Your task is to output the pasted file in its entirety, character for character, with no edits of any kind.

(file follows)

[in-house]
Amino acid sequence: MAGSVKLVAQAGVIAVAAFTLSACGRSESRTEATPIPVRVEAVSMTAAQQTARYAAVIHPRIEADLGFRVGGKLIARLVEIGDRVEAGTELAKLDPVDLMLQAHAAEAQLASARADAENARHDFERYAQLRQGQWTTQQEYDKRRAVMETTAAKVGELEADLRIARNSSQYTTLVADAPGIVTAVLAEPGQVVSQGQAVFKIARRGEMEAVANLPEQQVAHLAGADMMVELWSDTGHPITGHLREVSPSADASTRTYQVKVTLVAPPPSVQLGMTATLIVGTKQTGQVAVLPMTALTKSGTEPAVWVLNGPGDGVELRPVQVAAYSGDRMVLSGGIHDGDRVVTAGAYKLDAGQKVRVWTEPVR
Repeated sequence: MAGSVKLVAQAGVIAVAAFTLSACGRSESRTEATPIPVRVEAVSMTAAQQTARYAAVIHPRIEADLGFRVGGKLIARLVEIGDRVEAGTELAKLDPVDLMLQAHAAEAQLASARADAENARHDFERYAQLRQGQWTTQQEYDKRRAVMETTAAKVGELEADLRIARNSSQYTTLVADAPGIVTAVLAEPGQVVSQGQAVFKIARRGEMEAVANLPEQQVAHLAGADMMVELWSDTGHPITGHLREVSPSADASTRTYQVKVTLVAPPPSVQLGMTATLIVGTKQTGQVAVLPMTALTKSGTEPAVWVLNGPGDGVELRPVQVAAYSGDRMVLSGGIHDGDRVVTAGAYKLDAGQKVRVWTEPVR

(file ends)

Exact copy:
[in-house]
Amino acid sequence: MAGSVKLVAQAGVIAVAAFTLSACGRSESRTEATPIPVRVEAVSMTAAQQTARYAAVIHPRIEADLGFRVGGKLIARLVEIGDRVEAGTELAKLDPVDLMLQAHAAEAQLASARADAENARHDFERYAQLRQGQWTTQQEYDKRRAVMETTAAKVGELEADLRIARNSSQYTTLVADAPGIVTAVLAEPGQVVSQGQAVFKIARRGEMEAVANLPEQQVAHLAGADMMVELWSDTGHPITGHLREVSPSADASTRTYQVKVTLVAPPPSVQLGMTATLIVGTKQTGQVAVLPMTALTKSGTEPAVWVLNGPGDGVELRPVQVAAYSGDRMVLSGGIHDGDRVVTAGAYKLDAGQKVRVWTEPVR
Repeated sequence: MAGSVKLVAQAGVIAVAAFTLSACGRSESRTEATPIPVRVEAVSMTAAQQTARYAAVIHPRIEADLGFRVGGKLIARLVEIGDRVEAGTELAKLDPVDLMLQAHAAEAQLASARADAENARHDFERYAQLRQGQWTTQQEYDKRRAVMETTAAKVGELEADLRIARNSSQYTTLVADAPGIVTAVLAEPGQVVSQGQAVFKIARRGEMEAVANLPEQQVAHLAGADMMVELWSDTGHPITGHLREVSPSADASTRTYQVKVTLVAPPPSVQLGMTATLIVGTKQTGQVAVLPMTALTKSGTEPAVWVLNGPGDGVELRPVQVAAYSGDRMVLSGGIHDGDRVVTAGAYKLDAGQKVRVWTEPVR